RapidAIM: Game-changing pest management for agriculture

What if pests could be spotted and suppressed before they become a problem for farmers?

Phil Morle
Main Sequence Ventures
3 min readOct 18, 2018


We met Dr Nancy Schellhorn, Laura Jones, and Darren Moore two years ago during the CSIRO ON Accelerator program where they began their journey out of the labs at CSIRO into the farms of Planet Earth. Since then, we have supported the team while they get ‘venture ready’ and now we are delighted to announce our investment in this terrific #deeptech team.

Nancy, Darren and Laura!

A Problem to be Solved

Ten percent of food production does not make it to the table due to pests. 900M tons ($15B) of insecticide is used each year — 98% of which does not reach the intended target.

Growers need to know where and when to apply insecticide and today’s methods are manual, slow and burdensome.

Imagine what it takes to check these by hand…

Additionally, there is a biosecurity issue with regulators needing better ways to prevent the exportation of infested produce. With fruit fly as an example, $18B of trade is threatened each year in the US.

The RapidAIM Solution

RapidAIM has developed a ‘sensor grid’ that lures specific insects into a trap (example below), where software detects the pests through analysis of their movement and alerts growers and agronomists.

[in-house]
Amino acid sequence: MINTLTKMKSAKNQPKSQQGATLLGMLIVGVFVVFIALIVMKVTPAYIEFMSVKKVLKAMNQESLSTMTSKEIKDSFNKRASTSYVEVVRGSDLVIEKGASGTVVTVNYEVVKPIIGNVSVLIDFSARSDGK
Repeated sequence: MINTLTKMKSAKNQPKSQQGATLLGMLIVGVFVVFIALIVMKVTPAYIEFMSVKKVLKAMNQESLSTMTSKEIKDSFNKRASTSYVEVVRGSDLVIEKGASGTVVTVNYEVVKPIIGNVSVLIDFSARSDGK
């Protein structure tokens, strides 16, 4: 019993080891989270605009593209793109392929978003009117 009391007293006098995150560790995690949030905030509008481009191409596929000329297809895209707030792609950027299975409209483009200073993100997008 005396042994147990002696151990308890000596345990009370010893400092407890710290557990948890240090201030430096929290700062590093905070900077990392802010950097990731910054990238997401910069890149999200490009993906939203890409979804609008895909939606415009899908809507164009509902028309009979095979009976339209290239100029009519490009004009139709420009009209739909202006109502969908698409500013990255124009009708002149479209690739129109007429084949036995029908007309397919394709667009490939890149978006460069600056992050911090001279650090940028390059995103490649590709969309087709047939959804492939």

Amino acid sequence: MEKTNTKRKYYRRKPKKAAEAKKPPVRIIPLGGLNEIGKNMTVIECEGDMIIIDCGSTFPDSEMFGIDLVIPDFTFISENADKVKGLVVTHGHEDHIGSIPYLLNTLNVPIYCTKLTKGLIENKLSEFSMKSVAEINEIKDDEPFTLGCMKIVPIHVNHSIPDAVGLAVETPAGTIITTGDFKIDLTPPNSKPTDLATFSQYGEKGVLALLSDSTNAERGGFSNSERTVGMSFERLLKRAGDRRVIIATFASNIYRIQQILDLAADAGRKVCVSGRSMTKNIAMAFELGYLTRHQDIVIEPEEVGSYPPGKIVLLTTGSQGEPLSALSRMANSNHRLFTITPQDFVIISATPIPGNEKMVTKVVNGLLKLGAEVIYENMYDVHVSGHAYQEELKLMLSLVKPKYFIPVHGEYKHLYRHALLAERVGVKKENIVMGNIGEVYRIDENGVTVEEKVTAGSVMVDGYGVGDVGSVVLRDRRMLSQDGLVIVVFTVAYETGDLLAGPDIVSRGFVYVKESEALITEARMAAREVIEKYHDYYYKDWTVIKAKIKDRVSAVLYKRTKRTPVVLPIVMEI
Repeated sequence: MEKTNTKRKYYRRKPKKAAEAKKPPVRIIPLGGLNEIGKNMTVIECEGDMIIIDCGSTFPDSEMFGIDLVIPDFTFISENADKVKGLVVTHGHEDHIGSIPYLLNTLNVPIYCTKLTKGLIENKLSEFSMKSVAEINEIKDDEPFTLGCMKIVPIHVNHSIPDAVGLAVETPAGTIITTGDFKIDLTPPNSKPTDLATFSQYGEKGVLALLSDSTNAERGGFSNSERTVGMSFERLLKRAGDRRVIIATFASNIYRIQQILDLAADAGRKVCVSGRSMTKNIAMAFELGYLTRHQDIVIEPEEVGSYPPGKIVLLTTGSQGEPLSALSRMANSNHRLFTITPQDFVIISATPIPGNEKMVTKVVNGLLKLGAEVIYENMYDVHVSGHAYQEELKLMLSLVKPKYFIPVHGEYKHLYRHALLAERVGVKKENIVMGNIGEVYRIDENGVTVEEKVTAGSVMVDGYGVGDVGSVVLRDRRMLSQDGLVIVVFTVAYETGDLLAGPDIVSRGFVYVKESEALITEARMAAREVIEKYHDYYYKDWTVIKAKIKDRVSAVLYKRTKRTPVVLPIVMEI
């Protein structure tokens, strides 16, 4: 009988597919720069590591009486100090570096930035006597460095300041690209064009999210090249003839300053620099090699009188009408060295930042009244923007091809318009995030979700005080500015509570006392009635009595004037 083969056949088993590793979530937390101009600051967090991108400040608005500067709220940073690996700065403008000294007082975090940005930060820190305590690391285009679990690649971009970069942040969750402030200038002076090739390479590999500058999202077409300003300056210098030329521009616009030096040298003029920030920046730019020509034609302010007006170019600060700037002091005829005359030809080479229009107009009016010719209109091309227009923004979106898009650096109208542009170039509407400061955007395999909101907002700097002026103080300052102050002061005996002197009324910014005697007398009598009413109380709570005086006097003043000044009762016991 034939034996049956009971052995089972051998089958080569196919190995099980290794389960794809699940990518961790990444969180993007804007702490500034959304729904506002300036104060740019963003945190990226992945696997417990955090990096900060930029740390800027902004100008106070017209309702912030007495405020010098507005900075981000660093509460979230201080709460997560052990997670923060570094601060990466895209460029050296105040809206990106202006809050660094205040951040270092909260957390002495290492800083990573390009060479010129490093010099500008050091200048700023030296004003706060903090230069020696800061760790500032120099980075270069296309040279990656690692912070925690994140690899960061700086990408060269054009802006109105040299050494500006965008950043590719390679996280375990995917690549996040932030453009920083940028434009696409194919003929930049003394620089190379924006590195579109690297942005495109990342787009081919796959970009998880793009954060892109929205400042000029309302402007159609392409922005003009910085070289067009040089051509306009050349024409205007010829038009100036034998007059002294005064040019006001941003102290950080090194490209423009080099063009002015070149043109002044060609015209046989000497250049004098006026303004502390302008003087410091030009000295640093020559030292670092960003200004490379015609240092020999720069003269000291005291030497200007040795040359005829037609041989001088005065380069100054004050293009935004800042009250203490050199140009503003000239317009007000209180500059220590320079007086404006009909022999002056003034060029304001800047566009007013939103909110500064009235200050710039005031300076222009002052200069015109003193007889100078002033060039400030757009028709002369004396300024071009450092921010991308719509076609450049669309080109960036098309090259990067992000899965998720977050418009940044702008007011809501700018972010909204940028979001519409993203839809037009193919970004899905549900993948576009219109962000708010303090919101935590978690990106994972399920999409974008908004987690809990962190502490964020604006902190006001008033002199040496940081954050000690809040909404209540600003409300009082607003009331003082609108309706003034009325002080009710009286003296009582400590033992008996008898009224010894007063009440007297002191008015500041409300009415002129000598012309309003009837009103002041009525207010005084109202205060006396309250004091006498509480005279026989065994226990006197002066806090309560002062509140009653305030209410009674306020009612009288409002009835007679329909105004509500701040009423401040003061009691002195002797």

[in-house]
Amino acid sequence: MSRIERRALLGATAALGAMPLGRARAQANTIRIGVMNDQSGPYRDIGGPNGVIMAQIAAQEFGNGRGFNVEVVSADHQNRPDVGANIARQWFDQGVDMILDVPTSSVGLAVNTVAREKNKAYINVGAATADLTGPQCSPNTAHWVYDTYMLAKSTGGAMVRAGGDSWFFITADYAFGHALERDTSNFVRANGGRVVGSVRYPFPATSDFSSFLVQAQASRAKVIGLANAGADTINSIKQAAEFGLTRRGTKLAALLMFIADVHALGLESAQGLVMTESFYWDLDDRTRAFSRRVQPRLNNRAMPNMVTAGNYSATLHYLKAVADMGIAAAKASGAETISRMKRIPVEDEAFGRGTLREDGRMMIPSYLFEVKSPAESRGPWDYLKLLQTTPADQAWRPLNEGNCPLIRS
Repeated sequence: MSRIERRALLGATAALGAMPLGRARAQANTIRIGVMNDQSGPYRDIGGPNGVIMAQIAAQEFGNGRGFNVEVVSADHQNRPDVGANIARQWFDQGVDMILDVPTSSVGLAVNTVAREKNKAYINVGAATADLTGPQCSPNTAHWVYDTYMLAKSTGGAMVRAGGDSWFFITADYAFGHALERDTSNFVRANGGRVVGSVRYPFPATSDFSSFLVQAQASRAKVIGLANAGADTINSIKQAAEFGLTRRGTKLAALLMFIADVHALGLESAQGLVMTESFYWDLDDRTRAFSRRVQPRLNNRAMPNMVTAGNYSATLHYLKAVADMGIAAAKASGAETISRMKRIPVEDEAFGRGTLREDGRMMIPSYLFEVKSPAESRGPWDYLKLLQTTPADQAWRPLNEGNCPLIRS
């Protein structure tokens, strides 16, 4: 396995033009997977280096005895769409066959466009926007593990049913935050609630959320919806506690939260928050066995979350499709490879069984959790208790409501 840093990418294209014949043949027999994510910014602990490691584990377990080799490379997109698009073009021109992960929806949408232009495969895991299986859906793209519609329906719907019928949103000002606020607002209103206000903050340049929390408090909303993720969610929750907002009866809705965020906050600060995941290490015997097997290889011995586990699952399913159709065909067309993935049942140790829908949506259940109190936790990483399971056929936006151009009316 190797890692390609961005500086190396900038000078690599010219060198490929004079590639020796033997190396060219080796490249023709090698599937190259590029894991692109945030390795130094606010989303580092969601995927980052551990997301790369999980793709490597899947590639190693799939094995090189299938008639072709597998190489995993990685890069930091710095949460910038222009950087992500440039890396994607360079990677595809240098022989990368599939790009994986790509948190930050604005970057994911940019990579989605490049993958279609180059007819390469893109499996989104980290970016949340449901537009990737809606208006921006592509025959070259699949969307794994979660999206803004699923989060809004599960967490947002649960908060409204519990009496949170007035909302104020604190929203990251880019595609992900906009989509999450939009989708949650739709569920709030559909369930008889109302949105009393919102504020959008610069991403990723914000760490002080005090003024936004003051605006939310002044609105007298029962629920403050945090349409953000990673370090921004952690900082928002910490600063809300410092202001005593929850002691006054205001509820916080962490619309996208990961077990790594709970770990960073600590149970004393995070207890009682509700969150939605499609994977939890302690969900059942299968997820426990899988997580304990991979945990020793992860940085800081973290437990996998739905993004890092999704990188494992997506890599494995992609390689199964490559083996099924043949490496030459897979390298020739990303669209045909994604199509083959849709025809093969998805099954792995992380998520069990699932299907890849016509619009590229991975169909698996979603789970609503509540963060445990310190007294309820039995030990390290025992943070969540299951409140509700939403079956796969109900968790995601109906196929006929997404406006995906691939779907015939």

The platform has been demonstrated in field trials and shows ~1% false negatives and few false positives.

The platform is expandable to add new data layers for different pests and more insights using higher resolution sensor grids.

We like to think of the platform as a ‘Bureau of Meteorology for Pests’. As RapidAIM scales out, growers across the world will be able to look at their phones and instantly see ‘pest storms’ incoming and enabling them to take action before big problems set in.

The first layer is focused on fruit fly with a new layer launching this year to focus on corn root worm.

Why Now?

To feed 10B people in the decades to come, growers must increase their yield with as little waste as possible and economics that are competitive. The agtech market is rising to the challenge with some great innovation coming out of the labs and farms with increased activity on the investor and enterprise M&A front.

Companies like Flurosat (a Main Sequence portfolio company) are doing this by using data to better target water and fertiliser delivery but few companies are addressing the problem of pests. With this world-leading team of scientists, RapidAIM is poised to lead the market in automated early pest detection and suppression.


In a recent trial in Shepparton, Victoria across 26 properties, RapidAIM demonstrated the following value to Australian agriculture in fruit fly alone:

  • 30–50% decrease in lost fruit amounting to increase in fruit to market valued at up to $5M
  • 7 fold reduction in labour worth $6.7M to Australian government agencies
  • Avoid $11M worth of fruit fly damaged fruit

RapidAIM is currently trialing their v2 sensor grid in Australia and the US.

The first version used camera technology to detect fruit fly and this has since been replaced with next-generation lures to better attract the insects and new sensor technology that conductively ‘feels’ the insects, demonstrating better efficiencies and more accurate detection.

We believe that RapidAIM can become the world leader in pest management across global agriculture and can’t wait to see what happens next.



Phil Morle
Main Sequence Ventures

Deep tech VC — Main Sequence Ventures. Ecosystem builder. Maker. Director. Startup Scientist.